BARCELONA — Treatment with a β-blocker and a statin prior to noncardiac surgery can cut the risk of perioperative cardiac death or myocardial infarction in asymptomatic patients.
In fact, heart rate control with a β-blocker is so effective for preventing perioperative events that it precludes the need for a preoperative assessment of intermediate-risk patients with stress echocardiography, Dr. Don Poldermans said at a joint meeting of the European Society of Cardiology and the World Heart Federation.
In the Dutch Echocardiographic Cardiac Risk Evaluation Applying Stress Echo-II (DECREASE-II) trial, a controlled study with 770 intermediate-risk patients who underwent major vascular surgery, treatment with a β-blocker and no preoperative testing led to outcomes that were as good as those in patients who were evaluated by dobutamine echocardiography followed by angiography and revascularization when needed.
“If a patient is sent for major surgery, such as vascular surgery, but is stable and asymptomatic and has two or fewer risk factors, then they are well-off treated with a β-blocker and a statin” and don't need further testing, said Dr. Poldermans, a professor in the department of anesthesiology at Erasmus University Medical Center in Rotterdam, the Netherlands.
He recommended starting the β-blocker long enough before surgery so that patients reach a resting heart rate of less than 70 beats per minute. In the prospective study, the target rate during and after surgery was 60–65 bpm. Treatment should be with a long-acting β-blocker. In the study, bisoprolol was used for oral treatment; intravenous metoprolol was used in patients unable to take medication orally or by nasogastric tube following surgery.
Results from the DECREASE-II study were published simultaneously with Dr. Poldermans' report at the meeting (J. Am. Coll. Cardiol. 2006;48:964–9). The study was sponsored by Merck KGaA, which markets bisoprolol (Concor) in Europe. Bisoprolol is marketed as Zebeta in the United States by Lederle, under license from Merck KGaA. (Merck KGaA, based in Germany, is not affiliated with Merck & Co., based in the United States.)
The DECREASE-II findings contrast with 2002 recommendations from the American College of Cardiology and the American Heart Association, which called for noninvasive cardiac stress testing for all patients who are scheduled for major vascular surgery and have clinical features associated with increased cardiac risk.
DECREASE-II enrolled a total of 1,476 patients who underwent elective open abdominal-aortic or intrainguinal arterial reconstruction during 2000–2005 at any of five participating centers in Belgium, Brazil, Italy, the Netherlands, and Serbia and Montenegro. After being screened for seven risk factors (see box), patients were stratified into three risk groups.
The 354 (24%) low-risk patients had none of these risk factors, 770 (52%) intermediate-risk patients had one or two risk factors, and 352 (24%) high-risk patients had three or more risk factors. All patients in the study were begun on β-blocker therapy regardless of their risk status, and treatment was continued after surgery with ongoing dosage adjustments to maintain the target heart rate of 60–65 bpm.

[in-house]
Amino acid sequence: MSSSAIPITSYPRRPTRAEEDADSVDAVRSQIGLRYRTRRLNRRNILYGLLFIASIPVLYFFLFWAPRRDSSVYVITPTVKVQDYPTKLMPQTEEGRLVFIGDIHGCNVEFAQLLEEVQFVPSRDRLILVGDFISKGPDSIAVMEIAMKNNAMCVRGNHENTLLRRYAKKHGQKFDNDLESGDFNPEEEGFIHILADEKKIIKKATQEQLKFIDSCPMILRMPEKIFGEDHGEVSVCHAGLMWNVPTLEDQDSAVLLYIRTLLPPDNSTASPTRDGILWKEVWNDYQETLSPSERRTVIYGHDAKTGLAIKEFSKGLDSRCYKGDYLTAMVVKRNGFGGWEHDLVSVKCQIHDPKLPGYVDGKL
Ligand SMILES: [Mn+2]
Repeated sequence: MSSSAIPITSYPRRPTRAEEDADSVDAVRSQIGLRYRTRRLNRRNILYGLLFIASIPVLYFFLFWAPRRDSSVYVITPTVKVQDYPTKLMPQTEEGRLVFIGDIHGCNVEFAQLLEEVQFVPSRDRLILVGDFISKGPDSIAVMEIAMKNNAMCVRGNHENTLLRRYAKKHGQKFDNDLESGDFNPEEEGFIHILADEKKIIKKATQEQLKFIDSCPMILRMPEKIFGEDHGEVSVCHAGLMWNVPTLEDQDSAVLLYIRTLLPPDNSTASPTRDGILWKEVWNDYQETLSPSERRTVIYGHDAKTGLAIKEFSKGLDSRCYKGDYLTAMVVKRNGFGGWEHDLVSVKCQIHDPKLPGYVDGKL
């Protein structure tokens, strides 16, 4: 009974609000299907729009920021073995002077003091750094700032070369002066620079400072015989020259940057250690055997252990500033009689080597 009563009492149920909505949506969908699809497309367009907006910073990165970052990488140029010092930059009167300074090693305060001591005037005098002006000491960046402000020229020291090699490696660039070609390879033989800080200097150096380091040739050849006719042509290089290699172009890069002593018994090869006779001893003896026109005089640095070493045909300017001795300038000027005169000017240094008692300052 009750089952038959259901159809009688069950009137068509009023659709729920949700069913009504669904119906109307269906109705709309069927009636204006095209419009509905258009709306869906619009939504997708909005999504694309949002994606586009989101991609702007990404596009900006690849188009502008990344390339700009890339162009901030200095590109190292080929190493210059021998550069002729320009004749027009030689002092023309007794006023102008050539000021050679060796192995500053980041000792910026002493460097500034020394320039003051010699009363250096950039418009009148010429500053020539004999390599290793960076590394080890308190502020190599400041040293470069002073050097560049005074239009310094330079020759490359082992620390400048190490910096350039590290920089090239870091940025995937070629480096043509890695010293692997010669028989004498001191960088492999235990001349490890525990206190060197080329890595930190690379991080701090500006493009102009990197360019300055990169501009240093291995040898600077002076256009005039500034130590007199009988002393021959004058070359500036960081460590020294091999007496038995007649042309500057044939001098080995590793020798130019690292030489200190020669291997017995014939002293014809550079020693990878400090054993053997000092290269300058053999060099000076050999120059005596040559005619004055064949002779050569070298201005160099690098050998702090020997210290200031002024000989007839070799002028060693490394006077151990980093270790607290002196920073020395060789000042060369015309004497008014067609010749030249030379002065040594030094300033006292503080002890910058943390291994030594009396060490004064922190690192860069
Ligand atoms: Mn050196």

The incidence of perioperative cardiac events—cardiac death or myocardial infarction—during the first 30 days after surgery was 0.3% in the low-risk patients, 2.2% in the intermediate-risk patients, and 8.5% in the high-risk patients. After a median of 2 years of follow-up, the event rates were 0.7%, 3.7%, and 14.8% in the low-, intermediate-, and high-risk groups respectively.
The 386 intermediate-risk patients who underwent dobutamine echocardiography, followed by angiography and revascularization if needed, had a 2.3% perioperative event rate, compared with a 1.8% rate in those who weren't evaluated with echocardiography. After 2 years of follow-up, the event rate was 4.3% in patients who had preoperative testing and 3.1% in patients who did not have routine testing.
The value of perioperative statin treatment is now being tested in a prospective, controlled study, DECREASE-IV, which involves coadministration of a statin and β-blocker. But results from less-definitive studies have suggested that statin treatment is another way to lower operative risk.
Results from one of these studies were reported at the meeting. Dr. Poldermans and his associates used data drawn from the more than 100,000 patients who underwent noncardiac and nonvascular surgery at Erasmus University Medical Center during 1991–2000. The cases were 923 patients who died during their postsurgical hospitalization. The controls were 1,846 patients (two controls per case) who did not die. Both β-blockers and statins were used less often in the cases than in the control patients. A statistical analysis showed that treatment with a β-blocker reduced perioperative mortality by about 60%, and that treatment with a statin was independently also linked with a 60% reduction in the mortality rate, reported Dr. Peter G. Noordzij, a researcher who works with Dr. Poldermans in the department of anesthesiology.